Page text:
Innovation is not happening in the Closed Source shops anymore. Innovation is happening out in the open.

Tarry, guess we need to grab some beers to discuss this further , but I feel we'll have an opportunity coming up pretty soon :)

Nov 23 2007

ReInventing the wheel, over and over , and over , and over again

Over at CNet , Matt Assay found out about SimpleTicket.

SimpleTicket was developed by Architel in 2005 for internal use. We looked at Heat, Remedy and hosted solutions like Parature, but most of them were too complicated and expensive for our needs. Next we looked at lowend solutions like Intuit?s TrackIt and found it lacking in several ways. We needed a simple to use system that was flexible enough for us to add features on the fly. We decided to build it ourselves. SimpleTicket was the result....

So I don't know the guys over at Architel and I can't comment on their background or their real experience, so I`m a bit abusing this case as a worst case scenario.
But when I read something like that I wonder. Why didn't those people look at the existing Open Source alternatives in the first place ? I think we have been using OTRS since before 2003 (don't know the exact year) and there are other alternatives out there such as RT. And even if you don't like the features or you need some more.. that's wha open source is all about .. you should improve the product , add the functionality you need and contribute it back to the community.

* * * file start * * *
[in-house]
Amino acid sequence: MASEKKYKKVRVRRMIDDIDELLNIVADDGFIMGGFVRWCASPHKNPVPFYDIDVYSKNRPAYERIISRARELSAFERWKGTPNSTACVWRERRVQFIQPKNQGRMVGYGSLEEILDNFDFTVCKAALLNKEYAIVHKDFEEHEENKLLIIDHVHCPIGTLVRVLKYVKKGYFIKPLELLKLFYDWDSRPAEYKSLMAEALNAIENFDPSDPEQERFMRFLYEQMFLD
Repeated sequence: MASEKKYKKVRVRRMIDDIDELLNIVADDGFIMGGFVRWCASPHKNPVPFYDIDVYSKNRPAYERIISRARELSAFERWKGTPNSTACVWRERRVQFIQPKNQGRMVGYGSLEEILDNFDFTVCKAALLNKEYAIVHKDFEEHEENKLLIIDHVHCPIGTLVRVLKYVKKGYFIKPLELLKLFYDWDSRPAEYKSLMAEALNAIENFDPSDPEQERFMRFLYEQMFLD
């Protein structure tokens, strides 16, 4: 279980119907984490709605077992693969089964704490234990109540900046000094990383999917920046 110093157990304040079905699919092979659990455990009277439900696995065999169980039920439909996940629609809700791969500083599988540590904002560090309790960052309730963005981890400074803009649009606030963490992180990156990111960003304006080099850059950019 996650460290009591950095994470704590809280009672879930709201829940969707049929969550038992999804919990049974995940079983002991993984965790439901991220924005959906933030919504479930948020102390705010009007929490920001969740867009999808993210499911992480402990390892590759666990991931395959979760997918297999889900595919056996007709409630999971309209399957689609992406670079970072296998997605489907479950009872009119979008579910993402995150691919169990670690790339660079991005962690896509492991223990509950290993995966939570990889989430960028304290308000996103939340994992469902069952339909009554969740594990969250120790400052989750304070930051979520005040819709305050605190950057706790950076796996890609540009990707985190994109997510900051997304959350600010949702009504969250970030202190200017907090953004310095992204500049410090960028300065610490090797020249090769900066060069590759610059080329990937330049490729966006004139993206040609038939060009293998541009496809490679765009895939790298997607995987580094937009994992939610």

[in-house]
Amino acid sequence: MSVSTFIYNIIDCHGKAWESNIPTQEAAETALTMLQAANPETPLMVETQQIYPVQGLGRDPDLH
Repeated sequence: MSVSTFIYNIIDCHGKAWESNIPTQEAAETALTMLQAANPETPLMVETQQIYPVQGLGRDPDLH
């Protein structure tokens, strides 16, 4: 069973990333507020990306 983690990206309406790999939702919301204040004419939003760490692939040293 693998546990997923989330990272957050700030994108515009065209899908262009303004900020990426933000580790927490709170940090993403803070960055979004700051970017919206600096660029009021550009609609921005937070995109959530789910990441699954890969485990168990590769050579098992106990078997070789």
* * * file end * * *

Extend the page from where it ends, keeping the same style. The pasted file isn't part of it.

When I read a n article like the one above to me it translates as Back in 2005 we were idiots not knowing about the whole other software world that was called Open Source, we were shopping
for a (proprietary) ticketing system and we couldn't find one that had a correct price tag. We decided to build ourselves, SimpleTicket was the restult.
Now 2 years later we realise that a ticketing system is not our core business and we decided to Open Source it. Doing so will not only free our time as we don't need to develop it ourselve anymore but it will also give us visibility on the market

I exaggerate a bit .. and while SimpleTicket might not be like this others are.. and it's just not the way opensource works.

I see too much people reinventing the wheel these days... maybe if we could all have a look at what's out there first, improve on that so we can use the time we have available to build something that really needs to be build ?